Gouda pottery clogs:
Clogs, all from different Gouda potteries.
From left to right and top to bottom:
Zenith, Iris, Goedewaagen, Regina, Eskaf, PZH (Plateel
Zuid-Holland), Ed Antheunius, Ivora end Arnhem.
A functional clog is a shoe made from wood, they were used in the
Netherlands by farmers and fisherman, as late as in the first half of the
The Gouda ceramic pottery clogs were mostly made for decoration. Some have
a factory made round hole in them, this allowed for the piece to be hung
on a wall. For that reason they are also called a wall pocket.
The PZH produced the biggest variety of clogs. The largest clog that I
have seen measures 25 cm long (Some from the Arnhem factory exist up to
33cm long!). The larger sized ones were used as small plant containers.
They came with an insert, so they could function as a small flowerpot for
a cactus or other small plant.
The picture below shows a collection of Gouda pottery clogs, made in the
early 1900's. Each clog below was made by a different producer, this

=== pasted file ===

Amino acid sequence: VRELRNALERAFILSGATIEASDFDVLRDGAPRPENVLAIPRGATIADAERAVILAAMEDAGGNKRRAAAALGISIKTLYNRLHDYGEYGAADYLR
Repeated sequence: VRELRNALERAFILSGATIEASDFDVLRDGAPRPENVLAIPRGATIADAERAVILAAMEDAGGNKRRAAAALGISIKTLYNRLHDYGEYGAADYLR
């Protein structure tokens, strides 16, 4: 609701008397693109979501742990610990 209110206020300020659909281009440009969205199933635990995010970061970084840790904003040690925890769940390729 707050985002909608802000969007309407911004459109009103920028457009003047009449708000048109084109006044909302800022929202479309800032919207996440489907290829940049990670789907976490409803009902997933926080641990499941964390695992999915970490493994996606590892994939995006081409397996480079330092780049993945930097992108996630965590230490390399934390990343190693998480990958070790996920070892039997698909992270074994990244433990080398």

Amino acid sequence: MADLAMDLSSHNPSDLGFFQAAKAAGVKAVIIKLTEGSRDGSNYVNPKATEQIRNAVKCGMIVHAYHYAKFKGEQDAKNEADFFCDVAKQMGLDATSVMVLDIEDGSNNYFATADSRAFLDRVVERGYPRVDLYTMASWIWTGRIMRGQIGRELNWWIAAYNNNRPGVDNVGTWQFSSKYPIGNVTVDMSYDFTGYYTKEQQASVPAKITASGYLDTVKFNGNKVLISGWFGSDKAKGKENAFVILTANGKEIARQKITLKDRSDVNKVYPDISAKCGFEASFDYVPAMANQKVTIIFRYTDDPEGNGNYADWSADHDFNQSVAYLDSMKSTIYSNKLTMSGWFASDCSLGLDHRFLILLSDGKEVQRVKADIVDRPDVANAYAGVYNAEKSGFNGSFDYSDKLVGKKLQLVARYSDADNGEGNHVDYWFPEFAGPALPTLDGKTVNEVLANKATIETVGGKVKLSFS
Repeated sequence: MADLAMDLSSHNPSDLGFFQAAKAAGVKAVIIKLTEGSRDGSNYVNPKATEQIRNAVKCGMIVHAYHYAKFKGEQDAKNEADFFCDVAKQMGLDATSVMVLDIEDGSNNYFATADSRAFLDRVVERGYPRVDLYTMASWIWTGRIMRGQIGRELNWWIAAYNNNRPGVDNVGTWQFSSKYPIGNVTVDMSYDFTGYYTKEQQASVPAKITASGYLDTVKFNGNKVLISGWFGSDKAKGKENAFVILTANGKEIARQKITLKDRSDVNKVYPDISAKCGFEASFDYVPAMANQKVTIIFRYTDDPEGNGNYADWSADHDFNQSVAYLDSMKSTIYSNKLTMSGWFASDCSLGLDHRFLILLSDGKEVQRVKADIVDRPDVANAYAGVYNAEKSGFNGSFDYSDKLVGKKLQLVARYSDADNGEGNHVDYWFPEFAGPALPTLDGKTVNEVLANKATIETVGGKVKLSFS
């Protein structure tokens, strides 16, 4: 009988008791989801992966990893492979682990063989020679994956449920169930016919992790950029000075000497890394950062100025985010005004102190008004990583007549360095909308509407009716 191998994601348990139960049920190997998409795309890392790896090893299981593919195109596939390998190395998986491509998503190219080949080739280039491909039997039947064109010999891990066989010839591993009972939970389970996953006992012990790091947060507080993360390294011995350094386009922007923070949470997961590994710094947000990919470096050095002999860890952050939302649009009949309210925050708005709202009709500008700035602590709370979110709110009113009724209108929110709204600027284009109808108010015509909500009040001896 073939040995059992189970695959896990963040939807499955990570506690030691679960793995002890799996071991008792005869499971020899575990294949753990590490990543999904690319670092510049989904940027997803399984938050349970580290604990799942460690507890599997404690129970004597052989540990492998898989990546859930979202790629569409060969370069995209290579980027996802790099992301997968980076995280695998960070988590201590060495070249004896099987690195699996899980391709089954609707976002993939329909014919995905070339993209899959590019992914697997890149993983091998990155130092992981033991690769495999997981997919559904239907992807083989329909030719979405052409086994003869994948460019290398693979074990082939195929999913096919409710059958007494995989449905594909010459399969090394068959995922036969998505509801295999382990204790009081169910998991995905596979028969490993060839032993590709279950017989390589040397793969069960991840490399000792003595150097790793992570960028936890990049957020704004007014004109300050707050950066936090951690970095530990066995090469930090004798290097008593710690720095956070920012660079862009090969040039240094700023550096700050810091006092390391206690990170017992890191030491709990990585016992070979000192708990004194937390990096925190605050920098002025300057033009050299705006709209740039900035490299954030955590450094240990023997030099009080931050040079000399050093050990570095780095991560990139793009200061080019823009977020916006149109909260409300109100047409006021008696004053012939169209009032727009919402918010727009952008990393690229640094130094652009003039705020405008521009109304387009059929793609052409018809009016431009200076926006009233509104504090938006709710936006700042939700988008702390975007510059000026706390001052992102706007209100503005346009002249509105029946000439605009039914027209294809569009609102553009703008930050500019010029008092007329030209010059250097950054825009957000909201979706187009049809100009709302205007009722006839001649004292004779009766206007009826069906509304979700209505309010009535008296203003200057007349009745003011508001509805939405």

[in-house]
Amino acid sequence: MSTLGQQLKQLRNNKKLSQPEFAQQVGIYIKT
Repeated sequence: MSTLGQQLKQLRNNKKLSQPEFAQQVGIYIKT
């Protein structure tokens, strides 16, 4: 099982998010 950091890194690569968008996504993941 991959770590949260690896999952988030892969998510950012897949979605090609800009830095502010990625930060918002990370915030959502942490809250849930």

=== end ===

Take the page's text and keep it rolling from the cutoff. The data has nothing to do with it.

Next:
clearly shows factories just copied each others designs and ideas. You
will be hard pressed to find a pottery clog produced before 1898, but all
at once when the PZH production started up, many others followed suit. I
am not saying the PZH was the first one to ever produce a pottery clog,
but they certainly fueled a trend. Ceramic clogs made before 1898 are
virtually non existant.
In the early days the PZH produced the biggest assortment. From the 1960's
on wards ceramic clogs were produced in huge numbers mainly by Delftware
factories to exploit the then available export markets. Already in the
early days the PZH had identified the export potential of their product.
Hence the "Made in Holland" phrase was often added onto their pottery.
By the time the Gouda pottery production started to wind down the
Delftware industries took over They certainly became the biggest ever
ceramic clog producer.
The decors used are the same as those you find on other "Zuid
Holland" Gouda pottery.